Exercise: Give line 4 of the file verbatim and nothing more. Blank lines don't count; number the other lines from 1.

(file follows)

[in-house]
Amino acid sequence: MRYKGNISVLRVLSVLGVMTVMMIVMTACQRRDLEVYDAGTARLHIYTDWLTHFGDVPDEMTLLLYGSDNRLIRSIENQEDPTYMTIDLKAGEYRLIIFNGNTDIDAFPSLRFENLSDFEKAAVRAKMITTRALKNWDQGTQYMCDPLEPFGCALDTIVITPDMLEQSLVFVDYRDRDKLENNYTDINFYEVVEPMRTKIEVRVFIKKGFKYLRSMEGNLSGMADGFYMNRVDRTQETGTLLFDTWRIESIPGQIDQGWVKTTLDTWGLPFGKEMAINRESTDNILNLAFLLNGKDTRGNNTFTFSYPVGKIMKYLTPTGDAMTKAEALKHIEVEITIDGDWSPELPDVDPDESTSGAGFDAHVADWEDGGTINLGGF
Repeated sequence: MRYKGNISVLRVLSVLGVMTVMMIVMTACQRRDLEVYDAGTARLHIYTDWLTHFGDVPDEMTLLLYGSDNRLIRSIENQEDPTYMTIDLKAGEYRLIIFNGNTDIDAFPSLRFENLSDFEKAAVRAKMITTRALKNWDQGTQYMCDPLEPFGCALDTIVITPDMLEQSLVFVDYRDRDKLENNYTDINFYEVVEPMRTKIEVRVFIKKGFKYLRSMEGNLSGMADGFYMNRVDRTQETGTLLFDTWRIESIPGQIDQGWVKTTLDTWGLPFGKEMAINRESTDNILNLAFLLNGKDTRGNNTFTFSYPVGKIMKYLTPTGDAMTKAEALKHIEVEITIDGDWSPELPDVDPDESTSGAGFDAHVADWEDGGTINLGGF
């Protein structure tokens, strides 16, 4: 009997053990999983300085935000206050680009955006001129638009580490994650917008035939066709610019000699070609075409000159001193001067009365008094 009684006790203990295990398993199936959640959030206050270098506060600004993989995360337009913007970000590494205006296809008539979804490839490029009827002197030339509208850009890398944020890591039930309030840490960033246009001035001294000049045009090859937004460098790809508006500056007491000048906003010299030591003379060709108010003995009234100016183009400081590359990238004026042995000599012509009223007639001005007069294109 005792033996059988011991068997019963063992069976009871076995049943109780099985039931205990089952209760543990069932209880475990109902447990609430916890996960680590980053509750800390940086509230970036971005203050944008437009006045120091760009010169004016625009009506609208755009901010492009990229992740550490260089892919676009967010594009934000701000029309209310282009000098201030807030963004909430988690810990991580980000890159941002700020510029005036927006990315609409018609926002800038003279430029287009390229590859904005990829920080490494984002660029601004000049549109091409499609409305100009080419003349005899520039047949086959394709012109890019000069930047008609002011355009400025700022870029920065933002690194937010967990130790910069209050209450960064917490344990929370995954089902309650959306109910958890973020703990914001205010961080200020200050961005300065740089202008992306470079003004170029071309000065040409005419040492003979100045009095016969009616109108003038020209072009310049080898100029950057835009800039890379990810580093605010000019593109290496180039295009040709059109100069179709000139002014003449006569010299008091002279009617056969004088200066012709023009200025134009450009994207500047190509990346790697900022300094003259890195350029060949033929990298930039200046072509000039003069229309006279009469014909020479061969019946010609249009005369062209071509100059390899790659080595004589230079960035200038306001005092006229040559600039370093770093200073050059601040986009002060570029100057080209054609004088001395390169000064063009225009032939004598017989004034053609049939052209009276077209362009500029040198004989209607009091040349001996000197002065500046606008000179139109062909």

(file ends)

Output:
């Protein structure tokens, strides 16, 4: 009997053990999983300085935000206050680009955006001129638009580490994650917008035939066709610019000699070609075409000159001193001067009365008094 009684006790203990295990398993199936959640959030206050270098506060600004993989995360337009913007970000590494205006296809008539979804490839490029009827002197030339509208850009890398944020890591039930309030840490960033246009001035001294000049045009090859937004460098790809508006500056007491000048906003010299030591003379060709108010003995009234100016183009400081590359990238004026042995000599012509009223007639001005007069294109 005792033996059988011991068997019963063992069976009871076995049943109780099985039931205990089952209760543990069932209880475990109902447990609430916890996960680590980053509750800390940086509230970036971005203050944008437009006045120091760009010169004016625009009506609208755009901010492009990229992740550490260089892919676009967010594009934000701000029309209310282009000098201030807030963004909430988690810990991580980000890159941002700020510029005036927006990315609409018609926002800038003279430029287009390229590859904005990829920080490494984002660029601004000049549109091409499609409305100009080419003349005899520039047949086959394709012109890019000069930047008609002011355009400025700022870029920065933002690194937010967990130790910069209050209450960064917490344990929370995954089902309650959306109910958890973020703990914001205010961080200020200050961005300065740089202008992306470079003004170029071309000065040409005419040492003979100045009095016969009616109108003038020209072009310049080898100029950057835009800039890379990810580093605010000019593109290496180039295009040709059109100069179709000139002014003449006569010299008091002279009617056969004088200066012709023009200025134009450009994207500047190509990346790697900022300094003259890195350029060949033929990298930039200046072509000039003069229309006279009469014909020479061969019946010609249009005369062209071509100059390899790659080595004589230079960035200038306001005092006229040559600039370093770093200073050059601040986009002060570029100057080209054609004088001395390169000064063009225009032939004598017989004034053609049939052209009276077209362009500029040198004989209607009091040349001996000197002065500046606008000179139109062909």